LYME DISEASE: A PATIENT'S GUIDE
Doctors diagnose Lyme disease based on the patient's symptoms (signs of illness), history, and blood test results. There are three stages of Lyme disease: early, early disseminated, and late Lyme disease.
The first stage of Lyme disease is called early Lyme disease. Early Lyme disease usually causes one or more of the following symptoms that occur days to weeks after infection:
Erythema migrans (see picture), the skin rash associated with Lyme disease, occurs as a circular rash that continues to grow. It may appear anywhere from 1 day to 1 month after the infected tick's bite, but it usually appears in about 7 days. The center of the rash may clear as it grows, giving it the appearance of a bull's-eye. The rash may be warm, but it is usually not painful. Sometimes, the rash includes many red patches that appear in different shapes and sizes around the body. The erythema migrans type of skin rash is different from a rash that appears as an allergic reaction to a tick or insect bite. Such reactions to a bite usually appear as a redness within hours to 1 day after a bite, do not grow, and disappear within a day or two. Erythema migrans does not occur in some patients with Lyme disease. In patients who do not get the rash, the first sign of bacterial infection can be symptoms of second- or third-stage Lyme disease.
The second stage of Lyme disease is known as early disseminated Lyme disease, which means that the infection of bacteria is beginning to spread and is affecting certain body functions. This stage occurs weeks to months after the bite of an infected tick. Problems can include:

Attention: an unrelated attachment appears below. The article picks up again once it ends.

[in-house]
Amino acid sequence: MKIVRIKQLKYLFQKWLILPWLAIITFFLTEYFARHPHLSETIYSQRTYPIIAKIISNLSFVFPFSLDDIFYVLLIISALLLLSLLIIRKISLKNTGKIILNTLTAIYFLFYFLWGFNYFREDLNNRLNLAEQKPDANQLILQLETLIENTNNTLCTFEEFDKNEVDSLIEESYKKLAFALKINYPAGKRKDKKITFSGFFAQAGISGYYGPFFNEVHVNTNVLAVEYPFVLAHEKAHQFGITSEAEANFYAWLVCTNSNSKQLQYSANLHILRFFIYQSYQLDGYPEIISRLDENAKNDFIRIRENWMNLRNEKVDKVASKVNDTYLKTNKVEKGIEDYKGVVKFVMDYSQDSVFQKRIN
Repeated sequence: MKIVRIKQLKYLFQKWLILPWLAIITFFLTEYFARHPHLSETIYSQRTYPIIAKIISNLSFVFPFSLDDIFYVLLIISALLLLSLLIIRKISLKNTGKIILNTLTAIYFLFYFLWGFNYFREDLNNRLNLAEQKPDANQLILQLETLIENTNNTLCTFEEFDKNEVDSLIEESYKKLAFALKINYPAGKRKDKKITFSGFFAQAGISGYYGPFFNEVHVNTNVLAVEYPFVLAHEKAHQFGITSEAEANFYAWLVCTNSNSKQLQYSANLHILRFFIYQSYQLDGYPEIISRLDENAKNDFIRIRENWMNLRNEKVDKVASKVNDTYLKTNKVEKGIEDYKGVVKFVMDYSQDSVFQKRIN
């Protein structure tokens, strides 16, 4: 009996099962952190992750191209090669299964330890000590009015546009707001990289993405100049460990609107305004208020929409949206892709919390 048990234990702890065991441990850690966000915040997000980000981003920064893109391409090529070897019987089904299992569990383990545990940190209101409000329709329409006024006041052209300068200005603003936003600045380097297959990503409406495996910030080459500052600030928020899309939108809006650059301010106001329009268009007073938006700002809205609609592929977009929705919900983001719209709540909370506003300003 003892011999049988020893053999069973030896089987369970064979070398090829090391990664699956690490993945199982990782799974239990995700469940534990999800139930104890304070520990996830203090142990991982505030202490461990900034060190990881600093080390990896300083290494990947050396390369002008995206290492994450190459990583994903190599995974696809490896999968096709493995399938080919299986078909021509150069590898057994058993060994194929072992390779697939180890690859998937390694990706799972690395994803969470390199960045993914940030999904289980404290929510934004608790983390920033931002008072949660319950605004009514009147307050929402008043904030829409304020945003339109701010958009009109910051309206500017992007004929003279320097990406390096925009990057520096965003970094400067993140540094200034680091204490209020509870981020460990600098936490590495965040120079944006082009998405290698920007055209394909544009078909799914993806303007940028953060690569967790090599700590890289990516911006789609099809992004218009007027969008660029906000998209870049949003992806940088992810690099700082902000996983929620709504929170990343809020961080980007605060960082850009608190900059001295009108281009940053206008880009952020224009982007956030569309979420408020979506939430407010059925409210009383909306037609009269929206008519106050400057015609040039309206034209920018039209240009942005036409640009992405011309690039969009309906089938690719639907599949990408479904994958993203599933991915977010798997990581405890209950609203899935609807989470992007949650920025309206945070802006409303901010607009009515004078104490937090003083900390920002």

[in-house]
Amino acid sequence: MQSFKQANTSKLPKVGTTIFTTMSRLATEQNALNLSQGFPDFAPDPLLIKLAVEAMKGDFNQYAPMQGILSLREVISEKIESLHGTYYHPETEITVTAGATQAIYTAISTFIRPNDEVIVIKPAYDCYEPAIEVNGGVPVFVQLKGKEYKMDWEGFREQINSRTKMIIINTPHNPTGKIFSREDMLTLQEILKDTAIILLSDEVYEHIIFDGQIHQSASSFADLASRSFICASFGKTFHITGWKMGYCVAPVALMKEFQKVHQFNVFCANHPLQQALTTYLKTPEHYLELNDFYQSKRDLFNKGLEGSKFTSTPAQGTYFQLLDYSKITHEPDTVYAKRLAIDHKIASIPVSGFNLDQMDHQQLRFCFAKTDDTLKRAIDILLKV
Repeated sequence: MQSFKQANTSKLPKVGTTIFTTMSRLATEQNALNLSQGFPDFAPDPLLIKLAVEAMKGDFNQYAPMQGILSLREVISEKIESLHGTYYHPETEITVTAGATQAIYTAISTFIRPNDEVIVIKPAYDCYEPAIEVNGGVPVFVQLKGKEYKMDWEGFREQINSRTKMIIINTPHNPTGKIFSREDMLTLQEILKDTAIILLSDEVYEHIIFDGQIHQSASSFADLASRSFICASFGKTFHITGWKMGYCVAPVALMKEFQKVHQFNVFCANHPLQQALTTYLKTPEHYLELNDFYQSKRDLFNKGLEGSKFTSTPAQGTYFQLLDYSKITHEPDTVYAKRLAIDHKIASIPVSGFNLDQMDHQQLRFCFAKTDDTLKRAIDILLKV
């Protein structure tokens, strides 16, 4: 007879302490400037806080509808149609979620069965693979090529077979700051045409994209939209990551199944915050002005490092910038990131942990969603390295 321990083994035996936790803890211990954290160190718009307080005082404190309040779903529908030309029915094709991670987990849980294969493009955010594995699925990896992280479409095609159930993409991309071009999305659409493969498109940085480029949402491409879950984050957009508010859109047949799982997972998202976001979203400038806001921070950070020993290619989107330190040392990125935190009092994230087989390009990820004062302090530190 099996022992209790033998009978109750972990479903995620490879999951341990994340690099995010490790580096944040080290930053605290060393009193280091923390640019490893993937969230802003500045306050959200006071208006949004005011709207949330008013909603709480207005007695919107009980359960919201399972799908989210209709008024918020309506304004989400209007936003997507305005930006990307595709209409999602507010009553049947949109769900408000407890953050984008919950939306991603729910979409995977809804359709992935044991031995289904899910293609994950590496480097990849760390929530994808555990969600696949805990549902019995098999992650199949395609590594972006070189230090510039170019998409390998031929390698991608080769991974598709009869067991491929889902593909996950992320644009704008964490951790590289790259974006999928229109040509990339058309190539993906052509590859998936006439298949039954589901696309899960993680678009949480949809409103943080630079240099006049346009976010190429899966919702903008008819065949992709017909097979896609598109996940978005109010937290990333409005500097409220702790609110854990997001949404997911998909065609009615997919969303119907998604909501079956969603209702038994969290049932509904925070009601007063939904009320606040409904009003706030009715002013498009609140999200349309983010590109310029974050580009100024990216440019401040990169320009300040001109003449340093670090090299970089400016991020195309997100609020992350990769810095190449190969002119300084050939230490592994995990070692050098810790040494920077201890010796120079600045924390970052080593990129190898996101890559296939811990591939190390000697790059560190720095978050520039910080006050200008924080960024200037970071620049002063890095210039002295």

- Numbness and pain in arms or legs
- Paralysis of facial muscles (usually on one side of the face)
- Meningitis—fever, stiff neck, and severe headaches
- Abnormal heart beat (rare)
The third stage of Lyme disease is called late (or chronic) Lyme disease. This stage can occur weeks, months, or even years after infection in patients who either never received antibiotic treatment for early Lyme disease or whose treatment did not kill all of the bacteria that cause Lyme disease. Patients with late Lyme disease may get:
- Chronic Lyme arthritis—brief bouts of pain and swelling usually occurring in one or more of the large joints, especially the knees
- Nervous system problems, including memory loss and difficulty concentrating
- Chronic pain in muscles and/or unrestful sleep
|From left to right: adult female, adult male, nymph, larvae (scale in cm)|
A history of a known tick bite will help the doctor to know if Lyme disease caused the current symptoms. However, many people with Lyme disease do not remember being bitten by a tick. Deer ticks (picture) and western black-legged ticks are tiny and often go unnoticed. For example, nymphal deer ticks, the most common transmitters of Lyme disease, are often about 2mm, or the size of this dot ().
Blood tests, also known as Lyme titers, cannot diagnose Lyme disease alone, but they are used to confirm a diagnosis. The most common blood test ordered for Lyme disease is the ELISA, with the western blot used as a follow-up test. The ELISA tests for antibodies, the body's defense system against infections; it does not test for the bacteria itself. These anti-Borrelia burgdorferi antibodies may take up to 2 to 6 weeks after infection to appear in the blood. Therefore, a blood test immediately following a tick bite will not be able to determine whether or not a person has been infected since not enough time has passed for antibodies to develop.
Other bacterial infections and diseases may cause an ELISA to be positive when, in fact, the patient does not have Lyme disease. Therefore, the Western Blot, a more accurate test that can be used 6 to 12 weeks after infection, is recommended to confirm all positive or equivocal ELISA results. However, if symptoms and history strongly suggest Lyme disease, a doctor may begin treatment without blood test confirmation. Note that frequent testing without symptoms that suggest infection, even in endemic areas, increases the chance of a test result being positive when a person is not actually infected with Lyme disease.
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